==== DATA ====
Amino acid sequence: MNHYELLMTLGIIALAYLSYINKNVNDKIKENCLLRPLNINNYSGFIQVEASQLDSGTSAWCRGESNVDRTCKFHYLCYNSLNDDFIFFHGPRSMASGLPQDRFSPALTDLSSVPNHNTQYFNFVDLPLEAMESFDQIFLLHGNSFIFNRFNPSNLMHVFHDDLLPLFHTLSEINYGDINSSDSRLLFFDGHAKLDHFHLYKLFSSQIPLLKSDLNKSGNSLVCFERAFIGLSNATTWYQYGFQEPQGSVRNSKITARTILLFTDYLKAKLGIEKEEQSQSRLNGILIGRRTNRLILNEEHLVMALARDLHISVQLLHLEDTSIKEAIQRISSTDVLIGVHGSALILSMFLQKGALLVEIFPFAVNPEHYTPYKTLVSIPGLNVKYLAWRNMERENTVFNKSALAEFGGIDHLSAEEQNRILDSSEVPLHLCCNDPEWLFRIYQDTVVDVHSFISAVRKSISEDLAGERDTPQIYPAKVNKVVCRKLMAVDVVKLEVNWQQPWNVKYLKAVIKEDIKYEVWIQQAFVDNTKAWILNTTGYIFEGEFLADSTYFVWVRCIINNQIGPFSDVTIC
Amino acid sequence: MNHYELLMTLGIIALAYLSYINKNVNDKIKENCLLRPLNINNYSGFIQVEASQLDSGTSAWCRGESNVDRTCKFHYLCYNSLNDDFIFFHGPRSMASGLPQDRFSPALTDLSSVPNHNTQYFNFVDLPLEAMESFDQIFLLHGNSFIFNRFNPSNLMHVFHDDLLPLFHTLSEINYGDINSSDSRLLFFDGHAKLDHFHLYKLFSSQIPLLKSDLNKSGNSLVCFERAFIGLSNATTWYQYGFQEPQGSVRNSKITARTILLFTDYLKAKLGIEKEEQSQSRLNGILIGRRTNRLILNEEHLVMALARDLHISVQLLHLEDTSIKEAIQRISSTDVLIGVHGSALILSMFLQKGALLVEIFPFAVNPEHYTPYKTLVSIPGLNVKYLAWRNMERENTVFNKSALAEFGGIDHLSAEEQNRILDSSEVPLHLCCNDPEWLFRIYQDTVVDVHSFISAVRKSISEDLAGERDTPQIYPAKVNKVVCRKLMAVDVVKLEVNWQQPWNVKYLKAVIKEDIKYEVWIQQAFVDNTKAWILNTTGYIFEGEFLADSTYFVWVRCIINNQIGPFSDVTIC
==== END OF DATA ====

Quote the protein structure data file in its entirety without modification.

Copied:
Amino acid sequence: MNHYELLMTLGIIALAYLSYINKNVNDKIKENCLLRPLNINNYSGFIQVEASQLDSGTSAWCRGESNVDRTCKFHYLCYNSLNDDFIFFHGPRSMASGLPQDRFSPALTDLSSVPNHNTQYFNFVDLPLEAMESFDQIFLLHGNSFIFNRFNPSNLMHVFHDDLLPLFHTLSEINYGDINSSDSRLLFFDGHAKLDHFHLYKLFSSQIPLLKSDLNKSGNSLVCFERAFIGLSNATTWYQYGFQEPQGSVRNSKITARTILLFTDYLKAKLGIEKEEQSQSRLNGILIGRRTNRLILNEEHLVMALARDLHISVQLLHLEDTSIKEAIQRISSTDVLIGVHGSALILSMFLQKGALLVEIFPFAVNPEHYTPYKTLVSIPGLNVKYLAWRNMERENTVFNKSALAEFGGIDHLSAEEQNRILDSSEVPLHLCCNDPEWLFRIYQDTVVDVHSFISAVRKSISEDLAGERDTPQIYPAKVNKVVCRKLMAVDVVKLEVNWQQPWNVKYLKAVIKEDIKYEVWIQQAFVDNTKAWILNTTGYIFEGEFLADSTYFVWVRCIINNQIGPFSDVTIC
Amino acid sequence: MNHYELLMTLGIIALAYLSYINKNVNDKIKENCLLRPLNINNYSGFIQVEASQLDSGTSAWCRGESNVDRTCKFHYLCYNSLNDDFIFFHGPRSMASGLPQDRFSPALTDLSSVPNHNTQYFNFVDLPLEAMESFDQIFLLHGNSFIFNRFNPSNLMHVFHDDLLPLFHTLSEINYGDINSSDSRLLFFDGHAKLDHFHLYKLFSSQIPLLKSDLNKSGNSLVCFERAFIGLSNATTWYQYGFQEPQGSVRNSKITARTILLFTDYLKAKLGIEKEEQSQSRLNGILIGRRTNRLILNEEHLVMALARDLHISVQLLHLEDTSIKEAIQRISSTDVLIGVHGSALILSMFLQKGALLVEIFPFAVNPEHYTPYKTLVSIPGLNVKYLAWRNMERENTVFNKSALAEFGGIDHLSAEEQNRILDSSEVPLHLCCNDPEWLFRIYQDTVVDVHSFISAVRKSISEDLAGERDTPQIYPAKVNKVVCRKLMAVDVVKLEVNWQQPWNVKYLKAVIKEDIKYEVWIQQAFVDNTKAWILNTTGYIFEGEFLADSTYFVWVRCIINNQIGPFSDVTIC